By Felix Patton

Throughout history the Chinese have viewed pangolins as an important source of medicine and food. The meat is consumed as a luxury food item, often to show social status and hospitality while the scales, which contain cholesterol, stearic acid, and fatty acid amide compounds are used in Traditional Chinese Medicine (TCM), combined with other ingredients, to promote blood circulation, stimulate lactation, disperse swelling and expel puss.

In 1998, China issued the Wild Animal Protection Law which, according to its Article 22, prohibited the sale and purchase of nationally protected wild animals and their products. An exception was made for those that were to be used for the purposes of scientific research, captive breeding, exhibition and other special cases -- the latter including TCM.

Article 22 also prohibited the eating of pangolins, but allowed for their use in TCM. This continued the threat of extinction on the Asian populations such that, in 2000, a “zero quota” was put in place for trade in the Asian pangolin species.

In November 2007, China further regulated the use of pangolins with the issuing of ‘A Notice on Enhancing the Protection on Resources of Saiga Antelope, Pangolin and Rare Snake’, as well as the ‘Regulating on their Products for Medicine Use’ requiring pangolin scales only to be used for clinical applications at designated hospitals and for the manufacturing of Chinese patented medicines.

Currently pangolin scales can only be used in around 700 licensed hospitals and by 209 medical companies who have been approved to produce 66 different kinds of Chinese patented medicine containing pangolin.

After the Notice was issued, the authorities decided to allow a domestic consumption of scales of around 25 tonnes, which would come from verified stockpiles or other legal sources, such as legal imports from African countries. During the period 2008–2015, the average consumption was around 26,600 kg a year.

Despite the trade restrictions, it has been estimated that more than one million pangolins (of both Asian and African species) have been poached and illegally traded globally over the past decade to satisfy demand from consumers in Asia, particularly in China. This makes it the most heavily traded wildlife product in the world -- well ahead of elephant ivory and rhino horn.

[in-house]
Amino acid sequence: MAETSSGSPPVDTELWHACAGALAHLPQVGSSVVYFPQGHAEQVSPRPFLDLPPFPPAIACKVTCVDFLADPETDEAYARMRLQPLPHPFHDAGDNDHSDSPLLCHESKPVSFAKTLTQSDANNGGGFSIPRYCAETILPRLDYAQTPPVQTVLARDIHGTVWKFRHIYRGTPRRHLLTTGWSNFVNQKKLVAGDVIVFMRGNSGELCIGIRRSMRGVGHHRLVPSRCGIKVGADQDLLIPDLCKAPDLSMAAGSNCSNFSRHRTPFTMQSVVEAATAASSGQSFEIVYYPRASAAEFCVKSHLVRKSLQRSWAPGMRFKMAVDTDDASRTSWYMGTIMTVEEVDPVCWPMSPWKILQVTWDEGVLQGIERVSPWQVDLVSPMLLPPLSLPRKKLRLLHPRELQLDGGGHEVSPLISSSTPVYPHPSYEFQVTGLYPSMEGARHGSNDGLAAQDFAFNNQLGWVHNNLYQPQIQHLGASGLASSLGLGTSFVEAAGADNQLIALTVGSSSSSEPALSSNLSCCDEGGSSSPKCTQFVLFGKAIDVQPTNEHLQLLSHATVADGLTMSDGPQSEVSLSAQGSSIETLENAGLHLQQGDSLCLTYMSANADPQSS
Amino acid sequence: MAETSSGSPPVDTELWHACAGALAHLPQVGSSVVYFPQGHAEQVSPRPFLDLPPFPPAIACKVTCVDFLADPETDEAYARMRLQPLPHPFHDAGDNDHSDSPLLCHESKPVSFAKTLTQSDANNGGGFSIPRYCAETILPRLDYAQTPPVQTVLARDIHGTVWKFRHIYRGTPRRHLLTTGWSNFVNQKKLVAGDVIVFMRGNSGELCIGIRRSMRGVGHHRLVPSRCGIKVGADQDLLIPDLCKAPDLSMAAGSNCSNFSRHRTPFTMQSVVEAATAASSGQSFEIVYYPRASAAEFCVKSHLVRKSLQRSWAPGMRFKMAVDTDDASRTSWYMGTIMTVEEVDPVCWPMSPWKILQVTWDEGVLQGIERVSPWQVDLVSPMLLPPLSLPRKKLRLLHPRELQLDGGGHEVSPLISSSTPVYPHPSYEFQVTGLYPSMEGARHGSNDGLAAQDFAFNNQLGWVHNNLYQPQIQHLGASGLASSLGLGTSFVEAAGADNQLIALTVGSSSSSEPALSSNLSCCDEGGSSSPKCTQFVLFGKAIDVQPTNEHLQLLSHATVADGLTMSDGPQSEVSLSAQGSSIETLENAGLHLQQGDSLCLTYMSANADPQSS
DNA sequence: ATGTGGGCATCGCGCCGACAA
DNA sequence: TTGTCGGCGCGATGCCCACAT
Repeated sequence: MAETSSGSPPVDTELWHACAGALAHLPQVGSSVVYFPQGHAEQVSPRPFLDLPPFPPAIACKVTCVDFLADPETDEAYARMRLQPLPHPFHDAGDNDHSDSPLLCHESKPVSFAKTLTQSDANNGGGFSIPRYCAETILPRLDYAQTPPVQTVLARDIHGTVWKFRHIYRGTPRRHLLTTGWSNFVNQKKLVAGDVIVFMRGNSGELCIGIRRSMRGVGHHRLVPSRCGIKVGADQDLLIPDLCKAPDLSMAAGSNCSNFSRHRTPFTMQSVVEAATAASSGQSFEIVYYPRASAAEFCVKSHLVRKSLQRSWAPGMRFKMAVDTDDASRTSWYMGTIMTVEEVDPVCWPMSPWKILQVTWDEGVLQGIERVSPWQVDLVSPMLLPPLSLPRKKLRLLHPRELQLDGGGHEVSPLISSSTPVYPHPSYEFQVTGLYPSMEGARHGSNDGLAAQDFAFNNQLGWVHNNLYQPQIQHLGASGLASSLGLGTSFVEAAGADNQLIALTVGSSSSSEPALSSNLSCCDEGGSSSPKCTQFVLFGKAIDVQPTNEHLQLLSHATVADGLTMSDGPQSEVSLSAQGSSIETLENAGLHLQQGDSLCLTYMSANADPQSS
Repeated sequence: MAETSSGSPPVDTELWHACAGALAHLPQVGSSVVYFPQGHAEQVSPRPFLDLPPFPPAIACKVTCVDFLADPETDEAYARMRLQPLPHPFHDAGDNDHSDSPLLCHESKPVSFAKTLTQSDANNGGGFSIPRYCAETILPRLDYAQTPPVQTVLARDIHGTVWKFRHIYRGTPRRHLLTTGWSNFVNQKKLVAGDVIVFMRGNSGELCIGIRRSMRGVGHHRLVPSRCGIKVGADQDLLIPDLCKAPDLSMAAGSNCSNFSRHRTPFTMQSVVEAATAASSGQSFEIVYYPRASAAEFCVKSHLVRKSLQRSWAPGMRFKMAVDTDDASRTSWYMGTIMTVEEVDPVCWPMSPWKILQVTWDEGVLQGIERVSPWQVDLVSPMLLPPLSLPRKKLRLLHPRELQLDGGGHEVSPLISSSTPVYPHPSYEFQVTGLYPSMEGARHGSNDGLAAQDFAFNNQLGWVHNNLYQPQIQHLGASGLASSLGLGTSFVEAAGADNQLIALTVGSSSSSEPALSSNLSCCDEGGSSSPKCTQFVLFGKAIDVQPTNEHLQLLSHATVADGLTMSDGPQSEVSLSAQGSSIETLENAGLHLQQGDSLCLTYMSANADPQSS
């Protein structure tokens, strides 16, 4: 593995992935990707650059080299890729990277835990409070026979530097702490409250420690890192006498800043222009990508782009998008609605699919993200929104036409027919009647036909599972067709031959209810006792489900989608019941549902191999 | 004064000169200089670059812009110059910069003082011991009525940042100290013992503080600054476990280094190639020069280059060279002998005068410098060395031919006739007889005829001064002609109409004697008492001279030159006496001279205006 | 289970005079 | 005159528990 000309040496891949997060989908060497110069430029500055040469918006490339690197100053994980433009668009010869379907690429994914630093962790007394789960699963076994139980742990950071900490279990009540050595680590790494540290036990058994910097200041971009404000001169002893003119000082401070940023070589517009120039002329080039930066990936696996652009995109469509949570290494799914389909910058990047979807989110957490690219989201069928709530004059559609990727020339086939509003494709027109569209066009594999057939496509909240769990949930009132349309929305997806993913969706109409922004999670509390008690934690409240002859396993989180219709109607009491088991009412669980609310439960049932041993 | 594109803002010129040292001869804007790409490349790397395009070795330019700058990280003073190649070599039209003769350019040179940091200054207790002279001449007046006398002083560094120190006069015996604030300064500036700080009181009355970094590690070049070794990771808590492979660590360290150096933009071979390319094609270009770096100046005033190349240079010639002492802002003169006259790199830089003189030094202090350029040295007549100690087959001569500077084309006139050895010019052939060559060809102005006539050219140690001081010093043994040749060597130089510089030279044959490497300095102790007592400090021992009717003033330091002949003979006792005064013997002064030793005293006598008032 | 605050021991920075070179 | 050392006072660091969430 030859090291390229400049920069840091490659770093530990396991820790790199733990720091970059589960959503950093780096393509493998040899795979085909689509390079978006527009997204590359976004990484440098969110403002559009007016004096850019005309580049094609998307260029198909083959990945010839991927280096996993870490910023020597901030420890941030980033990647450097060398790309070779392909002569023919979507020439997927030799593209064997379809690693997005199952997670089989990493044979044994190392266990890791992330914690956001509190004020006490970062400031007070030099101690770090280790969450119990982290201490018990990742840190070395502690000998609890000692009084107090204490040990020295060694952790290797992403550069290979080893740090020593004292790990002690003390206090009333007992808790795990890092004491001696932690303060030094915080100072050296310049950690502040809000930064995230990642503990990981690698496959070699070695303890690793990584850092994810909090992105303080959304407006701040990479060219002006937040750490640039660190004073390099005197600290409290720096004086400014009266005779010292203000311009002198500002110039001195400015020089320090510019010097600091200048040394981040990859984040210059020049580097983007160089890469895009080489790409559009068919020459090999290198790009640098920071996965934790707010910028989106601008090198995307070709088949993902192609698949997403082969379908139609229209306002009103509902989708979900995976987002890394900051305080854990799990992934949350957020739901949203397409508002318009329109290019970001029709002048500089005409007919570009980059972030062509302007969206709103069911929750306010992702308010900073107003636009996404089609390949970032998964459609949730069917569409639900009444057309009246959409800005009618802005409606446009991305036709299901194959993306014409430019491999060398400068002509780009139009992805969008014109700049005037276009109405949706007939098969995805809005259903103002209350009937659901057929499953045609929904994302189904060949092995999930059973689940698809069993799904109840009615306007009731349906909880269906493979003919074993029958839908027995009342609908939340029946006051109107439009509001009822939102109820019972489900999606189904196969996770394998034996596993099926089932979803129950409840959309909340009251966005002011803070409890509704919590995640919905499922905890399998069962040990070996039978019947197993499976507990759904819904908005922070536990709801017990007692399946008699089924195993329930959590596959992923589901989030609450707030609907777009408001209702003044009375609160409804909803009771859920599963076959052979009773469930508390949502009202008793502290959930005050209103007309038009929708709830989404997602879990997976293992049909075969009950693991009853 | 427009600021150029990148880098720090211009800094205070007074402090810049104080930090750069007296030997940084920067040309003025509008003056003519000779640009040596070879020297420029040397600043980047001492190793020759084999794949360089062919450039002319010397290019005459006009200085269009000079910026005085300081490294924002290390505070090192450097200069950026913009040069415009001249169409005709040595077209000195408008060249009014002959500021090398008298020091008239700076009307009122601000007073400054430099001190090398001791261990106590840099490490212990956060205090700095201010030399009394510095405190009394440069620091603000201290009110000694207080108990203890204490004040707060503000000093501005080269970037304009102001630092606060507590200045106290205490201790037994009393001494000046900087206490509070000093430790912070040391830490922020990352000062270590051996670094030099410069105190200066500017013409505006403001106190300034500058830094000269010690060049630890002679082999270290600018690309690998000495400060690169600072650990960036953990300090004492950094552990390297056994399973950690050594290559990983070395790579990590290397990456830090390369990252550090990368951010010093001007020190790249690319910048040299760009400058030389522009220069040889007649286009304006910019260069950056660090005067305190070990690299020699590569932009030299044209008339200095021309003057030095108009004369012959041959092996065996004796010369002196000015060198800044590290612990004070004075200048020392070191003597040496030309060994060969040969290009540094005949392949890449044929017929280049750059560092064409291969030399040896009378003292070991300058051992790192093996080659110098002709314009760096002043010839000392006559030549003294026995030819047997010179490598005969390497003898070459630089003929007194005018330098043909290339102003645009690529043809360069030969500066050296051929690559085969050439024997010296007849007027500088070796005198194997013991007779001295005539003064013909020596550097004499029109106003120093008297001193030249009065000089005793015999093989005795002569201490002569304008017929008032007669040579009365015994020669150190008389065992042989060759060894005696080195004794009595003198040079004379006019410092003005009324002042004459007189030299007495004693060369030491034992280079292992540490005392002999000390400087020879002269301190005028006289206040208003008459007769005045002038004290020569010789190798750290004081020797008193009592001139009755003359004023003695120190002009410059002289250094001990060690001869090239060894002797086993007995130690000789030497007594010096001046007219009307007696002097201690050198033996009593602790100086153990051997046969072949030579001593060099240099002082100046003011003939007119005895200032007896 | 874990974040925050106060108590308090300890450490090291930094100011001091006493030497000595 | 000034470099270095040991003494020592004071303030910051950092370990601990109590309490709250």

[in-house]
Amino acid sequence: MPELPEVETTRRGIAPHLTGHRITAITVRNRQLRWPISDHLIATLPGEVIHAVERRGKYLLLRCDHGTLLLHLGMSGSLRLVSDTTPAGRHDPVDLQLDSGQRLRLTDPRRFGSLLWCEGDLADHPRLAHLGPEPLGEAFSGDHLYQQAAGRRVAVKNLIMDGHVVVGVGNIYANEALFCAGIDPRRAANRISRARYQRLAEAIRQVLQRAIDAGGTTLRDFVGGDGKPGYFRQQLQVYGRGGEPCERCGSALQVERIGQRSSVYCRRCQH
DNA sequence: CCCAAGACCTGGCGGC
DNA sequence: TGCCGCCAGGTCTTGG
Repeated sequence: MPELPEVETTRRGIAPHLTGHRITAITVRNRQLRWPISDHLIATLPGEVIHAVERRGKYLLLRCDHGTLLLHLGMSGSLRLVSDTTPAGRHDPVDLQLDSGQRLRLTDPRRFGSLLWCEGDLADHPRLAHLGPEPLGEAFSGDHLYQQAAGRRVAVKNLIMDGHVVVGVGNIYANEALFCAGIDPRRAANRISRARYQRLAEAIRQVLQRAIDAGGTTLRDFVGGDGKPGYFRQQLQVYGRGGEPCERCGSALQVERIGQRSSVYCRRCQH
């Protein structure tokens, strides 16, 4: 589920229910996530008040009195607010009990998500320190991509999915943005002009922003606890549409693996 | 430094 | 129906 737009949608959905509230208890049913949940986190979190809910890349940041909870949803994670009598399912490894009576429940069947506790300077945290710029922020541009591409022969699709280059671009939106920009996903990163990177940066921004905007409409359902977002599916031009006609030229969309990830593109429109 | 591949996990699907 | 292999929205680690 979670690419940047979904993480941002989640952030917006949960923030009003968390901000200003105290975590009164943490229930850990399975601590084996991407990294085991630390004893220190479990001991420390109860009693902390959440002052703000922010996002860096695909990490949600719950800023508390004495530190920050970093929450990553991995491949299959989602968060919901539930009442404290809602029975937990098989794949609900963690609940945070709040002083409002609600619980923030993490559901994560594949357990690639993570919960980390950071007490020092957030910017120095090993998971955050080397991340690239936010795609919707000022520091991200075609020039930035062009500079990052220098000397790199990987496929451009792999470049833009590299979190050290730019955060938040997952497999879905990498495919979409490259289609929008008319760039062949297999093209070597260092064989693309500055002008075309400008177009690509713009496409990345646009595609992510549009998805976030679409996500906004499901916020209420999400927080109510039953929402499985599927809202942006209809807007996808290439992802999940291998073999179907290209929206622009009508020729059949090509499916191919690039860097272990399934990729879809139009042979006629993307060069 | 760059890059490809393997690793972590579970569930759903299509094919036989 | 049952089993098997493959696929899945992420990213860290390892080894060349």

Recent surveys show that TCM wholesale markets, TCM retail shops and online platforms were openly, but illegally, offering pangolin scales in China. Online, scales for medicinal use and carved scales/nails, or scales to be carved, were being offered while small amounts of pangolin meat and live pangolins were also available.

Prices online for scales were between $277-677 per kg, lower than prices at physical TCM wholesale markets by between $74-107/ kg, while TCM retail shops only offered processed scales for sale, with an average price of between $681-1287 per kg. Pangolin meat was fetching around $180 per kg

Between 2007 and 2016, there were 209 pangolin seizures in China: 2,405 live pangolins, 11,419 dead pangolins and 34,946 kg of scales. This probably only shows a fraction of the illegal trade in wild pangolins as many more illegal trades would have gone on uncovered by the authorities.

The four African species of pangolin -- cape or Temminck’s ground pangolin, white-bellied or tree pangolin, giant ground pangolin and the black-bellied or long-tailed pangolin -- are all rated on the International Union for the Conservation of Nature’s (IUCN) Red List of Endangered Species as vulnerable.

At the 2016 Conference of Parties to the Convention of International Trade in Endangered Species (CITES), the African species joined the Asian species in Appendix 1, effectively banning the trade in live individuals and any body parts including the scales.